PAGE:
Molecular characterization of bacterial, viral and fungal endosymbionts of Acanthamoeba isolates in keratitis patients of Iran.

Authors:
Elham Hajialilo
Elham Hajialilo
Kerman University of Medical Sciences
Iran
Mostafa Rezaeian
Mostafa Rezaeian
Tehran University of Medical Sciences
Iran
Maryam Niyyati
Maryam Niyyati
Shahid Beheshti University of Medical Sciences
Iran
Mohammad Reza Pourmand
Mohammad Reza Pourmand
Tehran University of Medical Sciences
Iran
Mehdi Mohebali
Mehdi Mohebali
School of Public Health
Iran
Mehdi Norouzi
Mehdi Norouzi
School of Public Health
New Haven | United States
Sassan Rezaie
Sassan Rezaie
Tehran University of Medical Sciences
Iran

Exp Parasitol 2019 May 24;200:48-54. Epub 2019 Mar 24.

Division of Molecular Biology & Department of Medical Parasitology and Mycology, School of Public Health, Tehran University of Medical Sciences, Tehran, Iran.

Free-living amoebae belong to the genus Acanthamoeba; can feed on microbial population by phagocytosis, and with the capability to act as a reservoir and a vehicle of microorganisms to susceptible host. Therefore, the role of endosymbiosis in the pathogenesis of Acanthamoeba is complex and not fully understood. The aim of the present study was to identify bacterial, fungal, and human adenovirus (HADV) endosymbionts as well as evaluating the endosymbionts role of such organisms in the pathogenesis of Acanthamoeba in keratitis patients living in Iran. Fifteen Acanthamoeba (T4 genotype) isolates were recovered from corneal scrapes and contact lenses of patients with keratitis. Cloning and purification was performed for all isolate. Gram staining was performed to identify bacterial endosymbionts. DNA extraction, PCR, and nested PCR was set up to identify endosymbiont of amoeba. Evaluation of pathogenicity was conducted by osmo-tolerance and thermo-tolerance assays and cell culture, and then CPE (cytopathic effect) was survey. Statistical analysis was used between Acanthamoeba associated endosymbionts and Acanthamoeba without endosymbiont at 24, 48, 72, and 96 h. A p value < 0.05 was considered as significant, statistically. A total of 9 (60%) Acanthamoeba (T4 genotypes) isolates were successfully cloned for detecting microorganism endosymbionts. The only isolate negative for the presence of endosymbiont was ICS9. ICS7 (Pseudomonas aeruginosa, Aspergillus sp., and human adenovirus endosymbionts) and ICS2 (Escherichia coli endosymbiont) isolates were considered as Acanthamoeba associated endosymbionts. ICS7 and ICS2 isolates were highly pathogen whereas ICS9 isolate showed low pathogenicity in pathogenicity evaluated. Positive CPE for ICS7 and ICS2 isolates and negative CPE for ICS9 isolate were observed in cell culture. The average number of cells, trophozoites, and cysts among ICS7, ICS2, and ICS9 isolates at 24, 48, 72, and 96 h was significant. This is the first survey on microbial endosymbionts of Acanthamoeba in keratitis patients of Iran, and also the first report of Aspergillus sp, Achromobacter sp., Microbacterium sp., Brevibacillus sp, Brevundimonas sp and Mastadenovirus sp in Acanthamoeba as endosymbionts. Our study demonstrated that microbial endosymbionts can affect the pathogenicity of Acanthamoeba; however, further research is required to clarify the exact pattern of symbiosis, in order to modify treatment protocol.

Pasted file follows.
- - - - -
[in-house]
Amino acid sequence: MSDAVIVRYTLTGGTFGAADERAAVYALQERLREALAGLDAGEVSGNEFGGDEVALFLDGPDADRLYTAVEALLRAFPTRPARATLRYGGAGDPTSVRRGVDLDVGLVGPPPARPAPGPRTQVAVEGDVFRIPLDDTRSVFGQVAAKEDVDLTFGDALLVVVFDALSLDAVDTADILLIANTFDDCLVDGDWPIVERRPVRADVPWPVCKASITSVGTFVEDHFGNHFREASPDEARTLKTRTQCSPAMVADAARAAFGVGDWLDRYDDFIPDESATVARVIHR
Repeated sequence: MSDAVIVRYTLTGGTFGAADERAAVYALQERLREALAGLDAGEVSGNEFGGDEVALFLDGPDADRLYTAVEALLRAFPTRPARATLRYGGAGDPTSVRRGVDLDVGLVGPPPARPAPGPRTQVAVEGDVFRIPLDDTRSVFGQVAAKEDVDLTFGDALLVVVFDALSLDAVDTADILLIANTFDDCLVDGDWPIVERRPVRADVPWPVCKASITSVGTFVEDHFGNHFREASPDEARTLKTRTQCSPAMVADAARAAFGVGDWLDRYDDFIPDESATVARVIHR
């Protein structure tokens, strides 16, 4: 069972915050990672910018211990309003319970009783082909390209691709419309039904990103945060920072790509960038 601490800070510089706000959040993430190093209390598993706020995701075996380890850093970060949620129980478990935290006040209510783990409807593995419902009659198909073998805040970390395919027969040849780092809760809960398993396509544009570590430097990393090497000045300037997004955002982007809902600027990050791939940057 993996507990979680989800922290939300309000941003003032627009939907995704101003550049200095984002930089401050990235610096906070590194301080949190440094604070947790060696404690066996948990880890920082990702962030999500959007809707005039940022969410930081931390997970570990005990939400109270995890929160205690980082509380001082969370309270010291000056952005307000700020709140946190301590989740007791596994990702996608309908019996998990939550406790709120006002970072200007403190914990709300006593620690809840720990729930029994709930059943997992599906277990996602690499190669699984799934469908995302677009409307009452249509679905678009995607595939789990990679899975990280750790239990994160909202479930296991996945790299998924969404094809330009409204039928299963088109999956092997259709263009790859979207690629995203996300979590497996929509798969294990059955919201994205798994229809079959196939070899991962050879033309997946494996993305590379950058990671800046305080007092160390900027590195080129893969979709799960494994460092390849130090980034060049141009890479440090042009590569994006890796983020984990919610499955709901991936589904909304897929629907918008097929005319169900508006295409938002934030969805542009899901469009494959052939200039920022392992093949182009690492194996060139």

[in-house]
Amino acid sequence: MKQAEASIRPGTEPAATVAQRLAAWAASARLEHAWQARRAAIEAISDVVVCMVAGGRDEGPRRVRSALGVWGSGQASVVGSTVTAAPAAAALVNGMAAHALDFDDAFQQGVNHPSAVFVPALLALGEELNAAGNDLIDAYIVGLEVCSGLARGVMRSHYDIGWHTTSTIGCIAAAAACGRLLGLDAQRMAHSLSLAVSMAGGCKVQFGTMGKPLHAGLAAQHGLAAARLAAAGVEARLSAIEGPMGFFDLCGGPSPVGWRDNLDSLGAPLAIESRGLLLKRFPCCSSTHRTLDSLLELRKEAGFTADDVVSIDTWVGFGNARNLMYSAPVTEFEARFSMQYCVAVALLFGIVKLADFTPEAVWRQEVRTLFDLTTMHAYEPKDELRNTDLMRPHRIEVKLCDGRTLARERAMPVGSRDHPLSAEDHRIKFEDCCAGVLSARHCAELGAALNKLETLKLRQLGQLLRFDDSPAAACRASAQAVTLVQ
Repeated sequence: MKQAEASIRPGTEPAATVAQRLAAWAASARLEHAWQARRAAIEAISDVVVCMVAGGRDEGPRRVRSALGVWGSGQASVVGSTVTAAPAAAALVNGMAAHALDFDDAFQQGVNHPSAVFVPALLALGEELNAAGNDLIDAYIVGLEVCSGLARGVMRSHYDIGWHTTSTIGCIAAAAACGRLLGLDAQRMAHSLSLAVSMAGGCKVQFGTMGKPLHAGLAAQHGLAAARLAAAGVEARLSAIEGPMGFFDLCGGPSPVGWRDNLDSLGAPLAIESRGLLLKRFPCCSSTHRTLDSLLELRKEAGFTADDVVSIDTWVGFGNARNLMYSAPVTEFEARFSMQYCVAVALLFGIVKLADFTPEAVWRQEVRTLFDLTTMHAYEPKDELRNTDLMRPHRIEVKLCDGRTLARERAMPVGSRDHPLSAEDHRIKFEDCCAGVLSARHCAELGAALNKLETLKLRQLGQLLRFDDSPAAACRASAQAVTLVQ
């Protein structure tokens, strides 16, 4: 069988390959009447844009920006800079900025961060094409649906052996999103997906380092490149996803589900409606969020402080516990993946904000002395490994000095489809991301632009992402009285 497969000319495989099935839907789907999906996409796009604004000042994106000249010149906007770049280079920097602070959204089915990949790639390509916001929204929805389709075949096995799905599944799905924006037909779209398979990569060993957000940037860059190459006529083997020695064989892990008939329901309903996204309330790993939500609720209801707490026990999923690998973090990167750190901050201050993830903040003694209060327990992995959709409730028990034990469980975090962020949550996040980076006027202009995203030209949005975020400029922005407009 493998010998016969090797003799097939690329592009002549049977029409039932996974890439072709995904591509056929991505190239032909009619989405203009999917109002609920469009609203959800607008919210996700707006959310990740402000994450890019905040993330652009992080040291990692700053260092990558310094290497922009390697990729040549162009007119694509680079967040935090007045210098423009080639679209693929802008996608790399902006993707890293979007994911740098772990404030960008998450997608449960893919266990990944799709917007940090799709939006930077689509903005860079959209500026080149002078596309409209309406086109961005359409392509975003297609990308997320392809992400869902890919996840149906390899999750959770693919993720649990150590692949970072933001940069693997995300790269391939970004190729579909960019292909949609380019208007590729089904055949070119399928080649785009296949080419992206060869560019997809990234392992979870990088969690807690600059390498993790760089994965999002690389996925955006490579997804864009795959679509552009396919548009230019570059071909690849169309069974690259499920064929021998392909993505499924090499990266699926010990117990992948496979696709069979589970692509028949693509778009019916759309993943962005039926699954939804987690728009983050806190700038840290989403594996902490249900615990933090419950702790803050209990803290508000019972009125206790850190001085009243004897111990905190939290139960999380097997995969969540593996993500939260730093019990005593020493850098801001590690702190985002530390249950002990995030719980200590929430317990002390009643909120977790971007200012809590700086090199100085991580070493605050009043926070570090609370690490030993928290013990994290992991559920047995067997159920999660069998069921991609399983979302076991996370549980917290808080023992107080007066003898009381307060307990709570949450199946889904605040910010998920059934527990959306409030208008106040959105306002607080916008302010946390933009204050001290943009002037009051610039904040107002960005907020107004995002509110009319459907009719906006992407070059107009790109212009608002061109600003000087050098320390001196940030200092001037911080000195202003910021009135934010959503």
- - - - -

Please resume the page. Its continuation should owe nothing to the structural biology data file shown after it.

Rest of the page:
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Source
https://linkinghub.elsevier.com/retrieve/pii/S00144894193000
Publisher Site
http://dx.doi.org/10.1016/j.exppara.2019.03.013DOI Listing
May 2019
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